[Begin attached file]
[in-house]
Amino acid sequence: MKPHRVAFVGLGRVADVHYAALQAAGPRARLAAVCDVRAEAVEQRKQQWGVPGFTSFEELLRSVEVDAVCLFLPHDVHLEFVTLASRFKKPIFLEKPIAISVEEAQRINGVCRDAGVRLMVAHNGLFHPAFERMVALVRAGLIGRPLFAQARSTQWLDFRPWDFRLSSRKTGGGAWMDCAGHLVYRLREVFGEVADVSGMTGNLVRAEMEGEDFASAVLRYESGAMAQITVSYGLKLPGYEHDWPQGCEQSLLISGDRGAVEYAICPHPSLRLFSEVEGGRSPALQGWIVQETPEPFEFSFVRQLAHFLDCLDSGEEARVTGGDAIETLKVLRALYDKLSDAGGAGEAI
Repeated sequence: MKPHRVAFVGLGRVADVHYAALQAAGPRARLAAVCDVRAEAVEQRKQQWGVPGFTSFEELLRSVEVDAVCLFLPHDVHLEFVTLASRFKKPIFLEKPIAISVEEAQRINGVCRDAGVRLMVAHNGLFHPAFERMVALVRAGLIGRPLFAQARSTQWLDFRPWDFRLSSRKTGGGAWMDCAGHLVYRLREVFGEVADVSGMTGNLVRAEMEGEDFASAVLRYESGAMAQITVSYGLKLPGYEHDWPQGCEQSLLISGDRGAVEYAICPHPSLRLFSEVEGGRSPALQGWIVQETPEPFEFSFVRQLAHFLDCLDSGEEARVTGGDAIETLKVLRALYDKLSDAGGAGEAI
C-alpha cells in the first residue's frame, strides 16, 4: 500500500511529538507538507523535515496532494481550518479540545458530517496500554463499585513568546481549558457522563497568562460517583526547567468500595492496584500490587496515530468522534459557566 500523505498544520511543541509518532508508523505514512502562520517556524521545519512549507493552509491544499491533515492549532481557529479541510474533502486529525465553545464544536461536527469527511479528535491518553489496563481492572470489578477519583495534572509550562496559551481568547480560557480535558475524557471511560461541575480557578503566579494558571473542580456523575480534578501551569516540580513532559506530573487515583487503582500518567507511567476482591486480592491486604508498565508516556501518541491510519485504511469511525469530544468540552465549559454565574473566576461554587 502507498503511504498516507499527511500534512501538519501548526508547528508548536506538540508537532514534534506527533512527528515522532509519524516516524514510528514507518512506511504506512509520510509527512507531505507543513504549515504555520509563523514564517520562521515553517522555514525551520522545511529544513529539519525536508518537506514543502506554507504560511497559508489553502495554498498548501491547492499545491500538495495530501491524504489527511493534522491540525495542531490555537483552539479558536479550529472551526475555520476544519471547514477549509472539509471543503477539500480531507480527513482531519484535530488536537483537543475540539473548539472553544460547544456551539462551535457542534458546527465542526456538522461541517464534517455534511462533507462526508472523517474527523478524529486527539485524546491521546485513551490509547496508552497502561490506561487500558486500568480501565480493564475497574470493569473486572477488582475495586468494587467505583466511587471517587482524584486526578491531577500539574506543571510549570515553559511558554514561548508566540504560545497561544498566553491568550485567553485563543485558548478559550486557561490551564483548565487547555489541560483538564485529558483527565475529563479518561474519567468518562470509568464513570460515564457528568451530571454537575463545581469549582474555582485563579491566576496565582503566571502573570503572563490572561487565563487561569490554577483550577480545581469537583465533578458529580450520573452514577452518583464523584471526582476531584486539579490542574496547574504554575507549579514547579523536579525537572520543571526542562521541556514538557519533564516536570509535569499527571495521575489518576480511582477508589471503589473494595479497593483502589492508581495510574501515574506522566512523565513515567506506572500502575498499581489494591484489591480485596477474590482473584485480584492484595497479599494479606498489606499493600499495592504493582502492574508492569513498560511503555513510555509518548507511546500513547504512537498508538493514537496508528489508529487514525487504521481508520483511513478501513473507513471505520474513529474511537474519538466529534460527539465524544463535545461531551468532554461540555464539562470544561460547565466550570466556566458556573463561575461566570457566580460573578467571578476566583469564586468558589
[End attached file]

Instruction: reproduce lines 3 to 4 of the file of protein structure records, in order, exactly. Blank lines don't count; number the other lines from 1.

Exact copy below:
Repeated sequence: MKPHRVAFVGLGRVADVHYAALQAAGPRARLAAVCDVRAEAVEQRKQQWGVPGFTSFEELLRSVEVDAVCLFLPHDVHLEFVTLASRFKKPIFLEKPIAISVEEAQRINGVCRDAGVRLMVAHNGLFHPAFERMVALVRAGLIGRPLFAQARSTQWLDFRPWDFRLSSRKTGGGAWMDCAGHLVYRLREVFGEVADVSGMTGNLVRAEMEGEDFASAVLRYESGAMAQITVSYGLKLPGYEHDWPQGCEQSLLISGDRGAVEYAICPHPSLRLFSEVEGGRSPALQGWIVQETPEPFEFSFVRQLAHFLDCLDSGEEARVTGGDAIETLKVLRALYDKLSDAGGAGEAI
C-alpha cells in the first residue's frame, strides 16, 4: 500500500511529538507538507523535515496532494481550518479540545458530517496500554463499585513568546481549558457522563497568562460517583526547567468500595492496584500490587496515530468522534459557566 500523505498544520511543541509518532508508523505514512502562520517556524521545519512549507493552509491544499491533515492549532481557529479541510474533502486529525465553545464544536461536527469527511479528535491518553489496563481492572470489578477519583495534572509550562496559551481568547480560557480535558475524557471511560461541575480557578503566579494558571473542580456523575480534578501551569516540580513532559506530573487515583487503582500518567507511567476482591486480592491486604508498565508516556501518541491510519485504511469511525469530544468540552465549559454565574473566576461554587 502507498503511504498516507499527511500534512501538519501548526508547528508548536506538540508537532514534534506527533512527528515522532509519524516516524514510528514507518512506511504506512509520510509527512507531505507543513504549515504555520509563523514564517520562521515553517522555514525551520522545511529544513529539519525536508518537506514543502506554507504560511497559508489553502495554498498548501491547492499545491500538495495530501491524504489527511493534522491540525495542531490555537483552539479558536479550529472551526475555520476544519471547514477549509472539509471543503477539500480531507480527513482531519484535530488536537483537543475540539473548539472553544460547544456551539462551535457542534458546527465542526456538522461541517464534517455534511462533507462526508472523517474527523478524529486527539485524546491521546485513551490509547496508552497502561490506561487500558486500568480501565480493564475497574470493569473486572477488582475495586468494587467505583466511587471517587482524584486526578491531577500539574506543571510549570515553559511558554514561548508566540504560545497561544498566553491568550485567553485563543485558548478559550486557561490551564483548565487547555489541560483538564485529558483527565475529563479518561474519567468518562470509568464513570460515564457528568451530571454537575463545581469549582474555582485563579491566576496565582503566571502573570503572563490572561487565563487561569490554577483550577480545581469537583465533578458529580450520573452514577452518583464523584471526582476531584486539579490542574496547574504554575507549579514547579523536579525537572520543571526542562521541556514538557519533564516536570509535569499527571495521575489518576480511582477508589471503589473494595479497593483502589492508581495510574501515574506522566512523565513515567506506572500502575498499581489494591484489591480485596477474590482473584485480584492484595497479599494479606498489606499493600499495592504493582502492574508492569513498560511503555513510555509518548507511546500513547504512537498508538493514537496508528489508529487514525487504521481508520483511513478501513473507513471505520474513529474511537474519538466529534460527539465524544463535545461531551468532554461540555464539562470544561460547565466550570466556566458556573463561575461566570457566580460573578467571578476566583469564586468558589